Hong Kong — China Unmasked

You probably haven’t seen too much about the riots in Hong Kong because the Chinese are trying to keep a lid on things and the American media is covering a far more important story, the suicide of the predator Epstein.

China is on the verge of a bloody suppression of dissent in Hong Kong of the likes of Tienanmen Square. Remember this?

Tienanmen Square was filled with protesters on 4 April 1989. [We have seen this movie before.]

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That protest led to this — tanks in the square as part of a brutal suppression of dissent.

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This is Hong Kong a month ago.

Hong Kong, Big Red Car?

Hong Kong, a British Crown colony since 1842 at the end of the First Opium War, was a series of farming and fishing villages that grew into one of the world’s most important ports, an import-export gateway for China, and a substantial finance center. It has one of the highest per capita income levels in the world and boasts the highest concentration of ultra high net worth individuals of any city.

In 1997, Hong Kong — which had been controlled by the Brits through a series of long term leases — reverted to Chinese control as a Special Administrative Region of the People’s Republic of China. The Chinese sold the deal to the Brits and the world as “one China, two systems.”

China wanted to have this independent (well, not so independent) gateway to the world and was prepared to allow it some freedoms in return.

The Chinese appointed the leader of the Special Administrative Region and allowed some faux democracy.

Riots, why, Big Red Car?

Hong Kong has been restive since 1997. The HK folk did not embrace jettisoning their British lifestyle and going full tilt Chinese in one day. That has manifested itself in continued bristling under Chinese control, the Chinese yoke. The Chinese have slowly, but surely, been exerting more control over its wayward Special Administrative Region.

Opposing forces clashed in the streets over a new extradition law.

These riots were spawned when the Beijing Chinese overlords decided they should be able to extradite a Hong Kong citizen to the mainland to stand trial for transgressions alleged by the Chinese overlords.

Hong Kong folk were quite happy with their own police force, courts, judges, and their own administration of justice. They saw this move by the Beijing overlords as a massive erosion of their judicial independence made worse by what is perceived as a hopelessly corrupt, politically controlled, fatally flawed mainland Chinese judicial system.

Fair minded observers agree that Chinese law enforcement routinely uses torture, arbitrary detentions, coerced confessions, and the inability to access lawyers in a contrived and corrupt court system controlled from Beijing. Who wouldn’t protest being drawn into that? Particularly when the current state in Hong Kong is modeled on the British system of courts and law enforcement.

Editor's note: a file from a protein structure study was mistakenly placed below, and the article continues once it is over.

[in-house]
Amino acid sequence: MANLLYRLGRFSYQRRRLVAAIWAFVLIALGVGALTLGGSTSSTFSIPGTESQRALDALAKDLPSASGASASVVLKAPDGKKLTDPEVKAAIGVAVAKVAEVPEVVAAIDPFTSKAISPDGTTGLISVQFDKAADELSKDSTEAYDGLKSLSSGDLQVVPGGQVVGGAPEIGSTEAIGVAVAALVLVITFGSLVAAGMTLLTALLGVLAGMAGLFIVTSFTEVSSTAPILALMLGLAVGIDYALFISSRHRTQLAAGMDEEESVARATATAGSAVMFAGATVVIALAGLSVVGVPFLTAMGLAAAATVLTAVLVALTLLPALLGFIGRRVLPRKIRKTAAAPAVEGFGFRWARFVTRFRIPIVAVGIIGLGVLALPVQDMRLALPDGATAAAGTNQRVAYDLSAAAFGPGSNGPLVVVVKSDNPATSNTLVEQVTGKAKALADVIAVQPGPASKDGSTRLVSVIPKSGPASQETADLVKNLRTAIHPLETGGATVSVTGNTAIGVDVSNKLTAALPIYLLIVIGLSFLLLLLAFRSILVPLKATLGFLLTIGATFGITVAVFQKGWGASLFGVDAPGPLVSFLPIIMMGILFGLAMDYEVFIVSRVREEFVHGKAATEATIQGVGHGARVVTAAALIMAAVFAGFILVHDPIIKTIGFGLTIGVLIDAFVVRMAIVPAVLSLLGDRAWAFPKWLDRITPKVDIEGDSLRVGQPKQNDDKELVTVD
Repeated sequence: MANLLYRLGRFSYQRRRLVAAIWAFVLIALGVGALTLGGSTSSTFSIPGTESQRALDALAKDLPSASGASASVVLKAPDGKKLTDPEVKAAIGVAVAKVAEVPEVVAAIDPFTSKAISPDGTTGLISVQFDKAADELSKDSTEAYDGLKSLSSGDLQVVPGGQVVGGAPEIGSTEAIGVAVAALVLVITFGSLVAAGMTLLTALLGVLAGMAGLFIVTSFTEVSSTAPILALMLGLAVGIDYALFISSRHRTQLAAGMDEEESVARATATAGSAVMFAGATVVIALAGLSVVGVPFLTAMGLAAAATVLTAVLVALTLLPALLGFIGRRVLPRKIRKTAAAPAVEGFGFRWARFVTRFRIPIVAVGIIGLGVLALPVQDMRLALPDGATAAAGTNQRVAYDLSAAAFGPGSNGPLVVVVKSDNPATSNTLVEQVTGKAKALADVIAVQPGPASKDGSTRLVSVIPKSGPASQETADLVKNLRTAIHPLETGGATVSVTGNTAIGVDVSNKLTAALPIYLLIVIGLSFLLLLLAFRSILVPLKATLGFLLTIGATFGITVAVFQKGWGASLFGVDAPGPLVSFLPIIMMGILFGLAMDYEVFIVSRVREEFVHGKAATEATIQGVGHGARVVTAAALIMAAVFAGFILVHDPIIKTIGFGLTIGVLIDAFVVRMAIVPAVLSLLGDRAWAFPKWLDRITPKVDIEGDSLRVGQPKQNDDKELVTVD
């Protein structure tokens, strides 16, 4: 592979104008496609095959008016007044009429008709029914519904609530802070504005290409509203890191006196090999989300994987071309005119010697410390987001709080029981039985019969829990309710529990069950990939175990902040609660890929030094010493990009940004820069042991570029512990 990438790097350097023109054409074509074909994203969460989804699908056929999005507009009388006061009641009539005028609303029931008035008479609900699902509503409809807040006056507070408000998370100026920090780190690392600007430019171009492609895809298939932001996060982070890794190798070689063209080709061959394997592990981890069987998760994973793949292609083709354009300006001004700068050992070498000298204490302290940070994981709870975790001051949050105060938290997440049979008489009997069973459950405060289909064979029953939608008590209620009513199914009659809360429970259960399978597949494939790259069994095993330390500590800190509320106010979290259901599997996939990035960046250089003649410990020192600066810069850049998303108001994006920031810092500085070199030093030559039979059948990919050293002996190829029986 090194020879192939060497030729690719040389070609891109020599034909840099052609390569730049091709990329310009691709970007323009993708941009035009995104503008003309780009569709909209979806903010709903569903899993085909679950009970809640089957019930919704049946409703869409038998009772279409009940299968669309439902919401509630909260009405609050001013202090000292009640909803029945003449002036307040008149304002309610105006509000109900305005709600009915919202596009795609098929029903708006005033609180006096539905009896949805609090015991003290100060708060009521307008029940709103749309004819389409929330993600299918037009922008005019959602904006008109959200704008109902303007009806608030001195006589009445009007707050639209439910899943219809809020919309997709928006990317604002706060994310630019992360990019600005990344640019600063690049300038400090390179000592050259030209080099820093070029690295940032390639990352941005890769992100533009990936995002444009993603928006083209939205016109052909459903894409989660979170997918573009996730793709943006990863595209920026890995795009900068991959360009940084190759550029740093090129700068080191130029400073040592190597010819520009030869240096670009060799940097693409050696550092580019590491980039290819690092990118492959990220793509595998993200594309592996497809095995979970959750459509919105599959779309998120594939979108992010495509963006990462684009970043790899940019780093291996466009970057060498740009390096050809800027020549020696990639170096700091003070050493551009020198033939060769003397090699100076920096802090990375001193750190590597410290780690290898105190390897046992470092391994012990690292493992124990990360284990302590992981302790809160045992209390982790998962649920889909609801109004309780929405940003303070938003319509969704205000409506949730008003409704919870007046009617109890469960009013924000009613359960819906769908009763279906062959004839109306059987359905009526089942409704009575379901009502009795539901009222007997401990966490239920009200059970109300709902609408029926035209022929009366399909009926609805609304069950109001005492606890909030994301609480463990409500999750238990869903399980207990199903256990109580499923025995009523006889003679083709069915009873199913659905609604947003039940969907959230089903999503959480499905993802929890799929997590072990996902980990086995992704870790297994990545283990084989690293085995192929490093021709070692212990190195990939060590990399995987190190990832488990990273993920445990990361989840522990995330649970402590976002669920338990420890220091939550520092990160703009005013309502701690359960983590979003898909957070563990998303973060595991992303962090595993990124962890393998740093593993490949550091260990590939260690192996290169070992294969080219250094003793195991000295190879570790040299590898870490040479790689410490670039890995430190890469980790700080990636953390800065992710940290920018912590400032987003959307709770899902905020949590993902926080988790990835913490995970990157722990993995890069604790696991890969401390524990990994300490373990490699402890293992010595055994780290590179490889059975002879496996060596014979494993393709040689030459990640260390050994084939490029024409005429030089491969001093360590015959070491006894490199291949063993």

This was the Fort Sumter of the riots, the trigger that started it all.

Five years ago, the Hong Kong citizens engaged in massive sit-in protests over electoral reforms — again, Beijing exerting more control over their rebellious colony.

Fast forward — today there are massive protests, massive violence, the airport has been swarmed over and closed, all flights have been cancelled, and the police violence has become a core element of the continuing riots.

The ugliness of dealing with the Chinese

The Beijing overlords are a brutal bunch of Communists who regularly use torture, uncharged imprisonment, re-education camps, and murder as elements of routine law enforcement.

They are also equally brutal in punishing those who support any kind of dissent including businesses.

The Civil Aviation Administration of China has forced Cathay Pacific Airlines of Hong Kong to discipline any employees participating in the riots by disallowing anyone to fly into mainland China who is on “the list” of protesters.

At first, Cathay Pacific blew the CAAC off, but then they realized that half of their cash flow ($3.3B out of $6.8B) comes from servicing China, so they caved.

Not content with just business coercion, the Beijing bunch employed the Chinese mafia — the current rebooted version of the Chinese Triads — to unleash their gang members on the protesters to punish them for having the temerity to assemble in the streets. Chinese gangsters flooded the streets and beat the snot out of the protesters as the Hong Kong police looked on clueless.

The Chinese overlords have given a clear indication of their intentions by assembling 12,000 riot police in Shenzhen (just north of Hong Kong on the mainland) and conducting anti-riot drills. China is already a bit tense as it draws nigh to the 70th anniversary of the founding of the People’s Republic of China by Mao and his long marchers.

The police have used cudgels, sticks, rubber bullets, propelled bean bags, tear gas, and water cannon to assault the protesters. The police love to administer a journeyman like caning.

The police, in addition to using Triad thugs, have been infiltrating the protesters and luring them into getting a beating. The Chinese overlords readily admit this to be true.

In addition to the obvious marshaling of riot police, there are armored columns headed to the northern border of Hong Kong. The first ones have been armored personnel carriers intended to move troops.

Bottom line it, Big Red Car

Hold your breath because you are about to see a “do-over” of Tienanmen Square. The Chinese are not going to brook any dissent on the eve of the 70th anniversary of the founding of the People’s Republic of China.

The streets will flow red with the blood of the protesters because that is how China deals with dissent. Boom!

This is going to get very messy. Wake up, American media.

But, hey, what the Hell do I really know anyway? I’m just a Big Red Car. Be well, Tuesday.